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There are many options to view stereoscopic image pairs. There are two unassisted methods to view image pairs. Parallel viewing. The images are placed the way they would be with a viewer. The right image is in front of the right eye. Since it's very difficult to separate convergence from focus, I've successfully used this method once. This works only with ...


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One of the simplest methods of emulating stereo viewing also requires no special software to view or create: animated GIF. Most full-featured image editors can create animated GIF files from a set of images; some will automate the process more, but it's simple enough to do manually without undue effort. This works both with conventional stereo pairs and ...


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The method I use to view stereoscopic images - where two prints are side by side, is by: placing the image a foot or two away then. place my hand vertically as a divider - thumb in front of my nose, all fingers up, between my eyes looking at the picture - move closer / further (depends on dimensions) to permit each image to overlap... when they overlap it's ...


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There is a possible low-tech solution which I saw used in Edinburgh's Camera Obscura. Simply print out the images side be side (no gap between them, identical sizes) and put a (mountain) fold down the middle. Put your nose against the fold. Voila! Each eye sees a different image. No crossing eyes or headaches involved. In the display in the camera obscura, ...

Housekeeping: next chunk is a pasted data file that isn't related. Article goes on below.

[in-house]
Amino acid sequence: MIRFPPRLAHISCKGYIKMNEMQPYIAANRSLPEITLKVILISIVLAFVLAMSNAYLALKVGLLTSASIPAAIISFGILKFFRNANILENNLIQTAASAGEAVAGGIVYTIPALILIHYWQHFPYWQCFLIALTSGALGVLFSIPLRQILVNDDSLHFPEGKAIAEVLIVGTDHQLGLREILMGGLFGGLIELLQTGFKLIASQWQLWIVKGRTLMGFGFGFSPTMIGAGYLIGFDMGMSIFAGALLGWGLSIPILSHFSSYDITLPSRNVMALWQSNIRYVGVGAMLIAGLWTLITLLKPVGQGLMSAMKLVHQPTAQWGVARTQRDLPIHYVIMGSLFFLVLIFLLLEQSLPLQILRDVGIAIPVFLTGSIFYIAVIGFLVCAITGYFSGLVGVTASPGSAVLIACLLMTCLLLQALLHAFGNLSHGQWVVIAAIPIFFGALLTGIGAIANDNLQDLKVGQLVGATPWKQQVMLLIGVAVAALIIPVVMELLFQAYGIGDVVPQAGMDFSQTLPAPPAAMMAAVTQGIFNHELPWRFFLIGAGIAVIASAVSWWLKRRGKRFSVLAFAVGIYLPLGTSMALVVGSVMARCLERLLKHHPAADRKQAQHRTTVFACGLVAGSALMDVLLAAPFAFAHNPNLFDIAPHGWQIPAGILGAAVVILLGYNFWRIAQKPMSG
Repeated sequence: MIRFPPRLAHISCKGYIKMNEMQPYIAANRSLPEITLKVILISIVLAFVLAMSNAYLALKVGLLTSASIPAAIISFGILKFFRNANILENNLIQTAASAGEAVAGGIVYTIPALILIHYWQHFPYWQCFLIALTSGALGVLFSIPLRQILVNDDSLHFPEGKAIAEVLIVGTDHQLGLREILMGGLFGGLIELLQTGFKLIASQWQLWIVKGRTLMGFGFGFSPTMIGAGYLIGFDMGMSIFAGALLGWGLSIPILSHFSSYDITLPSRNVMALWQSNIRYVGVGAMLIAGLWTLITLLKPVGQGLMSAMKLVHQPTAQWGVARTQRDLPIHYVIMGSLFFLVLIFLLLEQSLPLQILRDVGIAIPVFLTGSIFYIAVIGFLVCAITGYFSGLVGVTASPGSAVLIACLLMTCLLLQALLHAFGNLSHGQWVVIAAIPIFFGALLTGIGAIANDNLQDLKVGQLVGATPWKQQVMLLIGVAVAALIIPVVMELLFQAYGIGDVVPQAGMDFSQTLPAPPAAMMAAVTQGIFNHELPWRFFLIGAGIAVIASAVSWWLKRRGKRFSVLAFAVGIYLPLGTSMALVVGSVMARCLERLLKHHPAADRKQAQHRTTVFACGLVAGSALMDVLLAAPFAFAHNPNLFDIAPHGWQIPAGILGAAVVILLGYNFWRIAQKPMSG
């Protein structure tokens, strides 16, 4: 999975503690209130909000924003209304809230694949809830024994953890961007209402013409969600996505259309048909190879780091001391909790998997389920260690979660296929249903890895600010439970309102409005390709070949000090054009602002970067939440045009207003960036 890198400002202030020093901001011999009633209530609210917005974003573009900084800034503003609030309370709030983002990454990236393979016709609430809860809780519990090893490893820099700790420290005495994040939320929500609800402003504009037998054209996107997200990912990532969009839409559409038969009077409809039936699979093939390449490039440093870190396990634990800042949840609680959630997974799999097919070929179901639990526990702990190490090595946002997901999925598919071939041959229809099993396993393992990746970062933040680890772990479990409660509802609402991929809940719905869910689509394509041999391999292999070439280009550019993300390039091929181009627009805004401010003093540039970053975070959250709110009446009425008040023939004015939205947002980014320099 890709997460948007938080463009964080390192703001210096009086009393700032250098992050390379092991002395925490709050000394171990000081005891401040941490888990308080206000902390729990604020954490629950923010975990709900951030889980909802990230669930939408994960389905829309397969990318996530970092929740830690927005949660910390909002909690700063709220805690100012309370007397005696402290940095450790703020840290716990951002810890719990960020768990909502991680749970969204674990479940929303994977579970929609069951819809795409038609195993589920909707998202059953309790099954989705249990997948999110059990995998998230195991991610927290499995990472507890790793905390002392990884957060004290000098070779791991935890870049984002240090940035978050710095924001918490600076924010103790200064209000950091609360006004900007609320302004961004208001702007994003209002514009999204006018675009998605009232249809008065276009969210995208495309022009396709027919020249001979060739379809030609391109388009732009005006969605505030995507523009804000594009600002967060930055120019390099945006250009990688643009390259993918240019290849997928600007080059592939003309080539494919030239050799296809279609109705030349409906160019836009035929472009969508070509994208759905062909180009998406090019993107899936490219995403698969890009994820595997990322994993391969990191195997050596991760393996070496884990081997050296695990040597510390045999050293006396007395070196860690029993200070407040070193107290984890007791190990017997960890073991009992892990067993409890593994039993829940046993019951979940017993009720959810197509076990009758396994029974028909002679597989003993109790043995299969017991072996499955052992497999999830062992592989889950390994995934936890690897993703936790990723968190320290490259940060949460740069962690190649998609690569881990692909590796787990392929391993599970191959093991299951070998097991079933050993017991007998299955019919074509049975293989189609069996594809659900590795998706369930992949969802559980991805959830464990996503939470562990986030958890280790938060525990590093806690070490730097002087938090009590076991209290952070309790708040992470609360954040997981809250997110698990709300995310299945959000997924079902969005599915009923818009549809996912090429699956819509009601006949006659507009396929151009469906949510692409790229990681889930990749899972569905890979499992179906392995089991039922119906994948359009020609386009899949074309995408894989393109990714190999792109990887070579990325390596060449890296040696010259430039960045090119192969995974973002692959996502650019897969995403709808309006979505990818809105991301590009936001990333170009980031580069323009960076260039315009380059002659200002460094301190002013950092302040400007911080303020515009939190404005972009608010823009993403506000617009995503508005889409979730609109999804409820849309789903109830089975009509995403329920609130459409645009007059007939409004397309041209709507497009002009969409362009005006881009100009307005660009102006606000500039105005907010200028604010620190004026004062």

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There is software that creates a similar effect:- virtual reality. A stereoscope will present each eye with a different image to give the illusion of 3D. This is exactly what VR does. However, you would need to scan your images and show them to each eye in a VR headset. Unless you can get them into an old Nintendo 3DS, which simulated 3D on a 2D platform.


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